August 7, 2006

And the time will come when you add up the numbers


Ed Ruscha, Your A Dead Man, 2002

* Top ten conservative idiots.

"9. U.S. Chamber of Commerce

"The U.S. Chamber of Commerce has been stumping hard for Republicans in the run-up to this year's elections, and one of their recent ads for Rep. Steve Chabot of Ohio was a real winner, giving him big props for voting for the Medicare prescription drug coverage plan.

"There's just one slight problem - Chabot didn't actually vote for the plan. In fact, he kinda voted against it.

"According to the Associated Press, 'Chabot's office said the business group was acting independently and he has asked the ads to stop. When told that Chabot voted against the bill the chamber was praising him for supporting, spokesman David Felipe said he would have to check on the details. The chamber did not immediately call back with comment.'

"Funny that - you'd think it wouldn't take that long to 'check on the details.' Try ten seconds on Google, for example.

* From an interview of Pete Townshend, March 1980.

OUI: Did the cover of Who’s Next have anything to do with 2001?

PT: Yeah, it was meant to be a sort of gag when we pissed up against the monument. It meant that when we asked Stanley Kubrick to direct Tommy, he said, "Fuck you." Got any other great questions?

OUI: Yeah. I saw a great piece of graffiti on the way over from Brooklyn: FREE YOUR MIND AND YOUR ASS WILL FOLLOW.

PT: Last piece of graffiti I saw was in a pub at the top o’ my street. Over the toilet somebody had written: PETE TOWNSHEND IS A CAPITALIST PIG.

OUI: Is he?

PT: Of course he is.
...
OUI: What do you think of rock that appears devoid of deep meaning?

PT: Some of the people in the rock business- Cheap Trick, Ted Nugent, Kiss- appear to be quite empty-headed, but, in fact, they’re very consciously saying, "Fuck all the intellectual stuff. We’re just having a good time." A big chunk of rock ’n’ roll is that, and should be that, and should remain that. In a way, that’s what the Who always aspired to, but was never able to do. We were always too unhappy . . . at loggerheads with one another’s ideas. There’s a difference between disagreeing with somebody and respecting them, and disagreeing with ‘em and thinking they’re shit. The first eight years of the Who were like that. Very, very, very unhappy times. Most of it. And if they were happy, it was explosive happiness.
...
OUI: Aren’t you a backer of the Rock Against Racism movement?

PT: I am, and I’ve got this recording studio called Musician’s Co-op, which people use in a community way. Sometimes they pay me money, but usually it’s free, because I like their music or what’s involved or whatever. There was a band called Mystic, a British reggae band, and they have a community of their own called People Unite. They were based in Southall, which has a lot of Asians, Africans and West Indians mixed in with the whites. There’s a lot of tension there- occasional fights and things like that.

Mystic came to my studio and worked for about two weeks. They’re Rastafarians and smoke joints like this long [spreading his arms about three feet wide]. This one guy in the band really impressed me- a guy called Clarence. See, when they’d come into the studio, they wouldn’t just have the band record; they’d have apprentices there as well. About five guitar players pickin’ away. I was deeply impressed with the way they lived. My spiritual principles prohibit the dope, but at the same time, they seemed to respect my spiritual stance, and I had to respect theirs. Then I hear that one of the group is in the hospital with brain damage, that somebody had put an iron bar through his skull during a riot against the Fascist national Front. I thought. "Please, God, may it not be Clarence." Because without him, this whole group of two or three hundred people in the area- young kids and families, who all depended on this band for a living and a raise on debts and everything- would be fucked. It was him. So I’ve decided that I’m gonna stand up and get counted. I think fascism stinks. And I’m gonna go onstage and say so. And I’m a bit scared. Not for me. I’m scared for my family, and the people around me.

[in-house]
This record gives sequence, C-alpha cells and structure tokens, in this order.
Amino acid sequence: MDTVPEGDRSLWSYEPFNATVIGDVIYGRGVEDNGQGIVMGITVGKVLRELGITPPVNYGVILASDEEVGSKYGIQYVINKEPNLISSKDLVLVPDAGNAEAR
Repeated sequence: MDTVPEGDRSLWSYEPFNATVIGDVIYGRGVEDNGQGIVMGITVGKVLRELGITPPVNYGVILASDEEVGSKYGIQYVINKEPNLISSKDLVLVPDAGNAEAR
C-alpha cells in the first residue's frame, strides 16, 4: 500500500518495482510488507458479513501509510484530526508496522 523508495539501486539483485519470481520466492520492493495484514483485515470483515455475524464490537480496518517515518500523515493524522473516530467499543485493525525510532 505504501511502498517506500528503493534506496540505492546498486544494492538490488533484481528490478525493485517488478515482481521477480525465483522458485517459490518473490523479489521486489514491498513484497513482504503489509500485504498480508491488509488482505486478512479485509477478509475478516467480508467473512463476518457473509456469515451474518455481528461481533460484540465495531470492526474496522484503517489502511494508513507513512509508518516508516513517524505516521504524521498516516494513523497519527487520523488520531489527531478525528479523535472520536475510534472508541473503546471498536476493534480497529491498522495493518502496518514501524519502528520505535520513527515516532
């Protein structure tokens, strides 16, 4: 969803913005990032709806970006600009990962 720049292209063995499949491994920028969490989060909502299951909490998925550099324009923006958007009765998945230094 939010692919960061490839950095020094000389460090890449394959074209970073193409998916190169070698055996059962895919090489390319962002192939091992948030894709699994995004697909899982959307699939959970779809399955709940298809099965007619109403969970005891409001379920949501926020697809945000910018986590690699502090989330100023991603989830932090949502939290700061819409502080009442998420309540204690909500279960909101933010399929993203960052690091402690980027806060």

OUI: Heavy talk for a guy not known for political convictions.

PT: My grandfather, and his father before him, and my father, all fought in a war against fascism. We lost uncles, we lost brothers, we lost all kinds of people. Hundreds of thousands of people. In Britain, just as in New York, there’s a strong Jewish community. About half of my friends are Jewish. I know how they feel about the last war. And to see that we’ve allowed a fucking party to reproduce itself. And yet, I don’t wanna deny anybody their right rights. But if the National Front can say, "Send the niggers back to wherever" and "Send the Jews back to wherever" and "Send the Asians back to Uganda," then I can say, "That attitude STINKS." And I think the phrase Rock Against Racism is much more universal and powerful than a lot of people realize.

* Tonight @ Fort Reno. Metropolitan. Thursday at Ft. Reno: the caribbean.

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